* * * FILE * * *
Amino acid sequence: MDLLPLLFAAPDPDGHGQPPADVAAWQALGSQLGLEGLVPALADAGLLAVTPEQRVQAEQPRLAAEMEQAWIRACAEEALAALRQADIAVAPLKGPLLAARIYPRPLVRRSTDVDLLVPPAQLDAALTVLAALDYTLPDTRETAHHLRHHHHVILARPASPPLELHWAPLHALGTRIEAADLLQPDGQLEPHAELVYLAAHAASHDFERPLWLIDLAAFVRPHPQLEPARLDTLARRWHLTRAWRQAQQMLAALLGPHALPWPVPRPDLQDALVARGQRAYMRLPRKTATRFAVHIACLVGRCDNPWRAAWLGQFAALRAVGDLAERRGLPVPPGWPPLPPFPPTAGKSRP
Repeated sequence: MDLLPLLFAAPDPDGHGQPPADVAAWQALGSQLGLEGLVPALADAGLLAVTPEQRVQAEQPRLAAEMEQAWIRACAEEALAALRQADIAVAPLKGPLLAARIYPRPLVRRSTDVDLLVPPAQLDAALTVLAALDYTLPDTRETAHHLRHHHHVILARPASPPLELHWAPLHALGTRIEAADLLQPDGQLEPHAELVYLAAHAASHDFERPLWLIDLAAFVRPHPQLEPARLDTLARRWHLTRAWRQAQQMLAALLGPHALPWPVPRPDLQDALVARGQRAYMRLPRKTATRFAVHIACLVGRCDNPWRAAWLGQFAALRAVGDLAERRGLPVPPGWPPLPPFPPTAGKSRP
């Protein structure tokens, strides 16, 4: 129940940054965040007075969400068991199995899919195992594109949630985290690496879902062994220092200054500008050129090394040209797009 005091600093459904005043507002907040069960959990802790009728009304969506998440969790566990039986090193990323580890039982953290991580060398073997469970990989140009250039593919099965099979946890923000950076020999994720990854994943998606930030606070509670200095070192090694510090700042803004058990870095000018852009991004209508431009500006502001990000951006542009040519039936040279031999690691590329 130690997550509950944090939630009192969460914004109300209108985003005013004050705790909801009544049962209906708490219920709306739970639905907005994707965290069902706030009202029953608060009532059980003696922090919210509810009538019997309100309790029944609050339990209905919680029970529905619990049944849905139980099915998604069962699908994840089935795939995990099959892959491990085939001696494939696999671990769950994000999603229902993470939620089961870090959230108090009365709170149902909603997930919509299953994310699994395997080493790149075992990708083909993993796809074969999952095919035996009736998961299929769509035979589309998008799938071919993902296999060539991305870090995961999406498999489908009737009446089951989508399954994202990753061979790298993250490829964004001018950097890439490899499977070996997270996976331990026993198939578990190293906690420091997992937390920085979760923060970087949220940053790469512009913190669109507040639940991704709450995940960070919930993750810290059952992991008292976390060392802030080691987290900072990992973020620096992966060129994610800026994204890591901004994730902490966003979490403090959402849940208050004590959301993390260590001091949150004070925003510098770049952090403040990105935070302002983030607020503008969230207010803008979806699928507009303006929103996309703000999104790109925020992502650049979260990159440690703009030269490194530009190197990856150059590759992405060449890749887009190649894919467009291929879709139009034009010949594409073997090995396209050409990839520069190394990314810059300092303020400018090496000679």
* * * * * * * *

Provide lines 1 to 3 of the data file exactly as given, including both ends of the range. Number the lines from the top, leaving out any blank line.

Amino acid sequence: MDLLPLLFAAPDPDGHGQPPADVAAWQALGSQLGLEGLVPALADAGLLAVTPEQRVQAEQPRLAAEMEQAWIRACAEEALAALRQADIAVAPLKGPLLAARIYPRPLVRRSTDVDLLVPPAQLDAALTVLAALDYTLPDTRETAHHLRHHHHVILARPASPPLELHWAPLHALGTRIEAADLLQPDGQLEPHAELVYLAAHAASHDFERPLWLIDLAAFVRPHPQLEPARLDTLARRWHLTRAWRQAQQMLAALLGPHALPWPVPRPDLQDALVARGQRAYMRLPRKTATRFAVHIACLVGRCDNPWRAAWLGQFAALRAVGDLAERRGLPVPPGWPPLPPFPPTAGKSRP
Repeated sequence: MDLLPLLFAAPDPDGHGQPPADVAAWQALGSQLGLEGLVPALADAGLLAVTPEQRVQAEQPRLAAEMEQAWIRACAEEALAALRQADIAVAPLKGPLLAARIYPRPLVRRSTDVDLLVPPAQLDAALTVLAALDYTLPDTRETAHHLRHHHHVILARPASPPLELHWAPLHALGTRIEAADLLQPDGQLEPHAELVYLAAHAASHDFERPLWLIDLAAFVRPHPQLEPARLDTLARRWHLTRAWRQAQQMLAALLGPHALPWPVPRPDLQDALVARGQRAYMRLPRKTATRFAVHIACLVGRCDNPWRAAWLGQFAALRAVGDLAERRGLPVPPGWPPLPPFPPTAGKSRP
């Protein structure tokens, strides 16, 4: 129940940054965040007075969400068991199995899919195992594109949630985290690496879902062994220092200054500008050129090394040209797009 005091600093459904005043507002907040069960959990802790009728009304969506998440969790566990039986090193990323580890039982953290991580060398073997469970990989140009250039593919099965099979946890923000950076020999994720990854994943998606930030606070509670200095070192090694510090700042803004058990870095000018852009991004209508431009500006502001990000951006542009040519039936040279031999690691590329 130690997550509950944090939630009192969460914004109300209108985003005013004050705790909801009544049962209906708490219920709306739970639905907005994707965290069902706030009202029953608060009532059980003696922090919210509810009538019997309100309790029944609050339990209905919680029970529905619990049944849905139980099915998604069962699908994840089935795939995990099959892959491990085939001696494939696999671990769950994000999603229902993470939620089961870090959230108090009365709170149902909603997930919509299953994310699994395997080493790149075992990708083909993993796809074969999952095919035996009736998961299929769509035979589309998008799938071919993902296999060539991305870090995961999406498999489908009737009446089951989508399954994202990753061979790298993250490829964004001018950097890439490899499977070996997270996976331990026993198939578990190293906690420091997992937390920085979760923060970087949220940053790469512009913190669109507040639940991704709450995940960070919930993750810290059952992991008292976390060392802030080691987290900072990992973020620096992966060129994610800026994204890591901004994730902490966003979490403090959402849940208050004590959301993390260590001091949150004070925003510098770049952090403040990105935070302002983030607020503008969230207010803008979806699928507009303006929103996309703000999104790109925020992502650049979260990159440690703009030269490194530009190197990856150059590759992405060449890749887009190649894919467009291929879709139009034009010949594409073997090995396209050409990839520069190394990314810059300092303020400018090496000679």